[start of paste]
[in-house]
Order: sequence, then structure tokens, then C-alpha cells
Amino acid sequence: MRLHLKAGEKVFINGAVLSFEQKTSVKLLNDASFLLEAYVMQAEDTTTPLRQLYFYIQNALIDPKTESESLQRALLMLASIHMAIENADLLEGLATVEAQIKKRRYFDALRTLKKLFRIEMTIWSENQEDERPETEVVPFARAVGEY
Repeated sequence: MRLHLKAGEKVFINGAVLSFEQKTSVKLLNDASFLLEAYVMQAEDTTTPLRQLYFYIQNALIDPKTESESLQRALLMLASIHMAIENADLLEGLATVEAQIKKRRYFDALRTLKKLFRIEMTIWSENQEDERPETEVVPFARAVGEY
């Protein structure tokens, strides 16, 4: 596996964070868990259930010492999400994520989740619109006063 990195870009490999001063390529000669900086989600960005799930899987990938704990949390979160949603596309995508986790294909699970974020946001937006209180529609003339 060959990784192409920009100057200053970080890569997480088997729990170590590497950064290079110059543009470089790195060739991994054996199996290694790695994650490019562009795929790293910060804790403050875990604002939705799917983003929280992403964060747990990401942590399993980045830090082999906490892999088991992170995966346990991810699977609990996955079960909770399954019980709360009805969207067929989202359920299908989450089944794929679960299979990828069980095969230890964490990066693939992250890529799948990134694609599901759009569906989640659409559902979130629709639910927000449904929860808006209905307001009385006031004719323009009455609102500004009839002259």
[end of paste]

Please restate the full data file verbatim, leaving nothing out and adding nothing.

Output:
[in-house]
Order: sequence, then structure tokens, then C-alpha cells
Amino acid sequence: MRLHLKAGEKVFINGAVLSFEQKTSVKLLNDASFLLEAYVMQAEDTTTPLRQLYFYIQNALIDPKTESESLQRALLMLASIHMAIENADLLEGLATVEAQIKKRRYFDALRTLKKLFRIEMTIWSENQEDERPETEVVPFARAVGEY
Repeated sequence: MRLHLKAGEKVFINGAVLSFEQKTSVKLLNDASFLLEAYVMQAEDTTTPLRQLYFYIQNALIDPKTESESLQRALLMLASIHMAIENADLLEGLATVEAQIKKRRYFDALRTLKKLFRIEMTIWSENQEDERPETEVVPFARAVGEY
């Protein structure tokens, strides 16, 4: 596996964070868990259930010492999400994520989740619109006063 990195870009490999001063390529000669900086989600960005799930899987990938704990949390979160949603596309995508986790294909699970974020946001937006209180529609003339 060959990784192409920009100057200053970080890569997480088997729990170590590497950064290079110059543009470089790195060739991994054996199996290694790695994650490019562009795929790293910060804790403050875990604002939705799917983003929280992403964060747990990401942590399993980045830090082999906490892999088991992170995966346990991810699977609990996955079960909770399954019980709360009805969207067929989202359920299908989450089944794929679960299979990828069980095969230890964490990066693939992250890529799948990134694609599901759009569906989640659409559902979130629709639910927000449904929860808006209905307001009385006031004719323009009455609102500004009839002259």